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Northlander

Great info Fishfart. I guess Ill be keeping mine in the boat and use the onboard charger.

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Whoaru99

I leave mine in the boat and keep the charger plugged in ALL winter long. The batteries are 5 or 6 years old and were still going strong this summer - and they are just "normal" batteries, not the fancy Orbitals, Trojans, etc.

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Gus

I have always just put a good full charge on my batteries and then unhook all the wires from them to ensure nothing is draining them. I leave them in the boat outside all winter. In the spring I put another charge on them and they are just fine. It doesn't seem to effect them at all leaving them all winter. At least that has been my experience.

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Northlander

I wouldnt recomend storing batteries in a boat left outside all winter in our Mn. weather/temps. Especially without charging it every so often. To each his own though.

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BobT

Ditto. Batteries that are not maintained at full charge are at higher risk of freezing. Once a wet cell freezes, it'll probably be more or less worthless.

If you leave them outside, I'd put a charger on at least once a month if not every couple weeks to make sure they hold a full charge. They don't hold charge forever and older batteries may not hold it as well as newer ones.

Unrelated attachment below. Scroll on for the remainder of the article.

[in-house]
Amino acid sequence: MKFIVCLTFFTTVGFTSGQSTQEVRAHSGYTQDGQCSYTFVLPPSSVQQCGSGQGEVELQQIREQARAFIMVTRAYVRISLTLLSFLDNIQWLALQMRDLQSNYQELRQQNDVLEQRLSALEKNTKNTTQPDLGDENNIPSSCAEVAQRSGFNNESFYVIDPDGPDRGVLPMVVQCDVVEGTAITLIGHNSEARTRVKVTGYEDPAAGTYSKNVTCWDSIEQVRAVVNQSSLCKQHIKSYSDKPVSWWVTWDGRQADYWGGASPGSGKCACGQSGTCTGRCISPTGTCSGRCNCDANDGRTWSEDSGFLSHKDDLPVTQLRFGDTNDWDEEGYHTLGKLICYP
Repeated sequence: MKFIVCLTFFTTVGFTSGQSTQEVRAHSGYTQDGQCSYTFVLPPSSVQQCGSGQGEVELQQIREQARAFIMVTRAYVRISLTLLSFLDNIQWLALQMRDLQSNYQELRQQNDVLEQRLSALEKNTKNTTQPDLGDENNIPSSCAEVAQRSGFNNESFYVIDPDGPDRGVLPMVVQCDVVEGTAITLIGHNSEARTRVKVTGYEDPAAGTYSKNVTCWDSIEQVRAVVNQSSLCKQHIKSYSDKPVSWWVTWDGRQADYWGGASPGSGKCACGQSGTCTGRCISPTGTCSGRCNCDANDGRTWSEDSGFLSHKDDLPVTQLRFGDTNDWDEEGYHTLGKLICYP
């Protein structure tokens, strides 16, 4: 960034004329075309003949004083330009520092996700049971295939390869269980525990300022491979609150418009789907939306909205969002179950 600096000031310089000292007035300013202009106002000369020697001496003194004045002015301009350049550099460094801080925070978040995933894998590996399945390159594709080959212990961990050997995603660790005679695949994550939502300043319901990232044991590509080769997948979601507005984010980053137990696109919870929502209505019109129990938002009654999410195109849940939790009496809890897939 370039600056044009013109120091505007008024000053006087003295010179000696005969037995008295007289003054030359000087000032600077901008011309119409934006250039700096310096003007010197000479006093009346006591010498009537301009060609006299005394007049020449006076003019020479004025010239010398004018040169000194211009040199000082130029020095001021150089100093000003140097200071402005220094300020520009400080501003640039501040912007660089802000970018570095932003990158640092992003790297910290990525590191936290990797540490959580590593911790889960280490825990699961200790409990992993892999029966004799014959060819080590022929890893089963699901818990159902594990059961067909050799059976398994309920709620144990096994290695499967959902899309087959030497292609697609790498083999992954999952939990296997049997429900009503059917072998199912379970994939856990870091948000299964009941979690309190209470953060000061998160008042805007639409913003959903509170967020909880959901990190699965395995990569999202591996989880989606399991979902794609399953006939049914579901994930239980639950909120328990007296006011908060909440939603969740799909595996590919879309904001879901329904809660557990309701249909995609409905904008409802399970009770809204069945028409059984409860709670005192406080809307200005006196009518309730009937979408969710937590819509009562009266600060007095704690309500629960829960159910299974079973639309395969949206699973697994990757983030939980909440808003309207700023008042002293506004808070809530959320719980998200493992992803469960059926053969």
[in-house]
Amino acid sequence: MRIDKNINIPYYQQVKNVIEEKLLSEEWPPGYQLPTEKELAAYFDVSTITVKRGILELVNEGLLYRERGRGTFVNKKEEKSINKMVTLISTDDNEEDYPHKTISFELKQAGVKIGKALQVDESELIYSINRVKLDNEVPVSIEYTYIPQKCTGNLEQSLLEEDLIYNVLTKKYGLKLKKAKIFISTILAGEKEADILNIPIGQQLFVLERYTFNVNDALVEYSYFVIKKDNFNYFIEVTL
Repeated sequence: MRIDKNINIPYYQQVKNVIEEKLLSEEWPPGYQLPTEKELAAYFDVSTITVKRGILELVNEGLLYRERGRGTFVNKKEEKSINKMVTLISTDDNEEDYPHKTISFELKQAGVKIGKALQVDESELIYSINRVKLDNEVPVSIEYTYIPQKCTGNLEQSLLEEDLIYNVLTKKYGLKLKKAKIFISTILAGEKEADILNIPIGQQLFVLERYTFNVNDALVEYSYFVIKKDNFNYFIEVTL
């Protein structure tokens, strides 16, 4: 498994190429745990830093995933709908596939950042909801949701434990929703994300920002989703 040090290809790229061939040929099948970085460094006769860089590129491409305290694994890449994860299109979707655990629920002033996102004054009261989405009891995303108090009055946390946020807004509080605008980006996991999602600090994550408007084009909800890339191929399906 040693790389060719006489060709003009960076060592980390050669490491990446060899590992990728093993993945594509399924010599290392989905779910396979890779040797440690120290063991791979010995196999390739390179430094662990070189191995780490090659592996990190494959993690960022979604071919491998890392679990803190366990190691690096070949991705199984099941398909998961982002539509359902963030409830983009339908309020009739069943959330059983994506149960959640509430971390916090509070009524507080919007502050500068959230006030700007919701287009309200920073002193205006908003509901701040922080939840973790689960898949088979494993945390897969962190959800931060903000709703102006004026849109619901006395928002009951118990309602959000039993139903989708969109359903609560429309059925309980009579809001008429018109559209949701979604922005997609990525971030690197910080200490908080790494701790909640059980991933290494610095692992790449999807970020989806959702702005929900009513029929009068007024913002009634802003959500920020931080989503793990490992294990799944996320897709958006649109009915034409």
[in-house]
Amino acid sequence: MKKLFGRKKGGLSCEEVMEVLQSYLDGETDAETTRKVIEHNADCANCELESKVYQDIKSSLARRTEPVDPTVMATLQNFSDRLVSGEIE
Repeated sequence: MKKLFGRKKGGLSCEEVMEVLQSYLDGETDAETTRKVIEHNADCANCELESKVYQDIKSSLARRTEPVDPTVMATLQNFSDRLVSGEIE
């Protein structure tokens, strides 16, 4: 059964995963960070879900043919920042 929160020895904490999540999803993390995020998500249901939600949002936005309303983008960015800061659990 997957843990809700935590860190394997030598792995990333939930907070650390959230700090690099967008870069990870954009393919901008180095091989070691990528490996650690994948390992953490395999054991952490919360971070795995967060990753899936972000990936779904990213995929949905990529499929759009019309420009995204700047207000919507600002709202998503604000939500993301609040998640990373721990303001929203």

Bob

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Gus

I'll agree with you guys that my method sounds bad but in reality I've never had a problem doing it. Maybe I'm lucky. (knock on wood) wink.gif

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Pat K

I charge my batteries, pull the ground wires and forget about them 'till mid March. Trolling batteries (Stowaway or Werker) last 5 to 6 years.

Growing up on a farm we probably had a dozen batteries in equiptment that was used seasonaly. Never did anything but unhook the ground so they won't discharge. 25 years ago most of these implement batteries were more expensive than high end marine batteries are now, so you wouldn't leave them in the combine if you thought it would harm them.

Cold temps slow down the chemical reaction in a battery and cause it to discharge slower than at room temp if there is no draw on the battery. Summer storage in 85+ degrees will wear out a battery faster than cold storage will.

I know Gould Natl. Battery stored new batteries at 35 to 40 degrees untill shipped to distributors because it prolonged the life of the battery.

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Bobby Bass

I have been keeping my boat and trolling motor batteries the same way for the past 20 years. Right or wrong it has worked for me. I make sure they are charged full pull them out of the boat and store on a wood table in the basement, halfway through the winter I wire a 12 volt headlight to each battery and drain the battery, recharge to full and then put them back in the boat come spring and charge. I get 6-8 years out of a battery. Works for me and a couple of fishing buddies who do the same thing. We would not store or charge them on a concrete floor as I was told the concrete helps drain the battery. Don't know if it was or still true but easier on the back storing them on a table.

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Fireguy

I use the Battery minder charger and just leave it on 24/7 all the time. These chargers have a float mode and also keep the battery from sulfating. They cost pennies to run.